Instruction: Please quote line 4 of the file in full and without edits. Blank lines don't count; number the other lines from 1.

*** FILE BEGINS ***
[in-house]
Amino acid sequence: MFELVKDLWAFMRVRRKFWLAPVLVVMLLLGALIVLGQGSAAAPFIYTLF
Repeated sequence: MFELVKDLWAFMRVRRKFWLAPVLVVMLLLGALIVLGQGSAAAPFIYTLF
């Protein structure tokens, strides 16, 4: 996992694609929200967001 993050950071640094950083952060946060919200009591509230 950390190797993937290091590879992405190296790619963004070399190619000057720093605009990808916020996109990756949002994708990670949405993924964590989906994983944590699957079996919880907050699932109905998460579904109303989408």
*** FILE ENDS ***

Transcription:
């Protein structure tokens, strides 16, 4: 996992694609929200967001 993050950071640094950083952060946060919200009591509230 950390190797993937290091590879992405190296790619963004070399190619000057720093605009990808916020996109990756949002994708990670949405993924964590989906994983944590699957079996919880907050699932109905998460579904109303989408």